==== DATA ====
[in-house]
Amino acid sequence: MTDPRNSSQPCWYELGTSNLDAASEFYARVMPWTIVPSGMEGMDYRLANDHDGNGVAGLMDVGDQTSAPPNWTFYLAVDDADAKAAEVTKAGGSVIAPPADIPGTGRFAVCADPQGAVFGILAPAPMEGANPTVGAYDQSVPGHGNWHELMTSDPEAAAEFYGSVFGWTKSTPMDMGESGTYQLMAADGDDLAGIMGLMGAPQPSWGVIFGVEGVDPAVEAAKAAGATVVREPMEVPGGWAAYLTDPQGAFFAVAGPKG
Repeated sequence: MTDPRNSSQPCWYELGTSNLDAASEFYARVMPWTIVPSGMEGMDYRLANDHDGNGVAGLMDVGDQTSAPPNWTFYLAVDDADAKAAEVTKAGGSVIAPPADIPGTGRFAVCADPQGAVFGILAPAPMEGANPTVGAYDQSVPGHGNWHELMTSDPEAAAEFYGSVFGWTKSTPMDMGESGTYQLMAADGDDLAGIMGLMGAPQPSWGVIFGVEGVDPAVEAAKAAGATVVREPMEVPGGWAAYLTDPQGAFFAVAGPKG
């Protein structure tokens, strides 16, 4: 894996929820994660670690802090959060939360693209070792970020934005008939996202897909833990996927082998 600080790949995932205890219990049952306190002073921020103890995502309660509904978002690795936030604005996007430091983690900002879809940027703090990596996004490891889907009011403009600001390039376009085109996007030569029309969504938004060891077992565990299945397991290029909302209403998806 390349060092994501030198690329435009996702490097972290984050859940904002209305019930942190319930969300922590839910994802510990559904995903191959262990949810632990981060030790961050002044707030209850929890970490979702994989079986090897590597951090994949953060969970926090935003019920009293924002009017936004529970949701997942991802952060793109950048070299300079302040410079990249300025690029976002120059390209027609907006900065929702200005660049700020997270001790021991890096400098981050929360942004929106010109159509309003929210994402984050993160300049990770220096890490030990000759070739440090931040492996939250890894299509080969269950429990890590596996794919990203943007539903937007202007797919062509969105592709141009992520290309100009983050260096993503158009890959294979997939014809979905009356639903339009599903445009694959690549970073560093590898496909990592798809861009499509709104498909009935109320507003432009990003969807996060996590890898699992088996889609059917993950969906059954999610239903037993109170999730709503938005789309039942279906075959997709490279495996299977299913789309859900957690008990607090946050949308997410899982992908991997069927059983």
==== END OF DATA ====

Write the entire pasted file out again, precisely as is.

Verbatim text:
[in-house]
Amino acid sequence: MTDPRNSSQPCWYELGTSNLDAASEFYARVMPWTIVPSGMEGMDYRLANDHDGNGVAGLMDVGDQTSAPPNWTFYLAVDDADAKAAEVTKAGGSVIAPPADIPGTGRFAVCADPQGAVFGILAPAPMEGANPTVGAYDQSVPGHGNWHELMTSDPEAAAEFYGSVFGWTKSTPMDMGESGTYQLMAADGDDLAGIMGLMGAPQPSWGVIFGVEGVDPAVEAAKAAGATVVREPMEVPGGWAAYLTDPQGAFFAVAGPKG
Repeated sequence: MTDPRNSSQPCWYELGTSNLDAASEFYARVMPWTIVPSGMEGMDYRLANDHDGNGVAGLMDVGDQTSAPPNWTFYLAVDDADAKAAEVTKAGGSVIAPPADIPGTGRFAVCADPQGAVFGILAPAPMEGANPTVGAYDQSVPGHGNWHELMTSDPEAAAEFYGSVFGWTKSTPMDMGESGTYQLMAADGDDLAGIMGLMGAPQPSWGVIFGVEGVDPAVEAAKAAGATVVREPMEVPGGWAAYLTDPQGAFFAVAGPKG
């Protein structure tokens, strides 16, 4: 894996929820994660670690802090959060939360693209070792970020934005008939996202897909833990996927082998 600080790949995932205890219990049952306190002073921020103890995502309660509904978002690795936030604005996007430091983690900002879809940027703090990596996004490891889907009011403009600001390039376009085109996007030569029309969504938004060891077992565990299945397991290029909302209403998806 390349060092994501030198690329435009996702490097972290984050859940904002209305019930942190319930969300922590839910994802510990559904995903191959262990949810632990981060030790961050002044707030209850929890970490979702994989079986090897590597951090994949953060969970926090935003019920009293924002009017936004529970949701997942991802952060793109950048070299300079302040410079990249300025690029976002120059390209027609907006900065929702200005660049700020997270001790021991890096400098981050929360942004929106010109159509309003929210994402984050993160300049990770220096890490030990000759070739440090931040492996939250890894299509080969269950429990890590596996794919990203943007539903937007202007797919062509969105592709141009992520290309100009983050260096993503158009890959294979997939014809979905009356639903339009599903445009694959690549970073560093590898496909990592798809861009499509709104498909009935109320507003432009990003969807996060996590890898699992088996889609059917993950969906059954999610239903037993109170999730709503938005789309039942279906075959997709490279495996299977299913789309859900957690008990607090946050949308997410899982992908991997069927059983």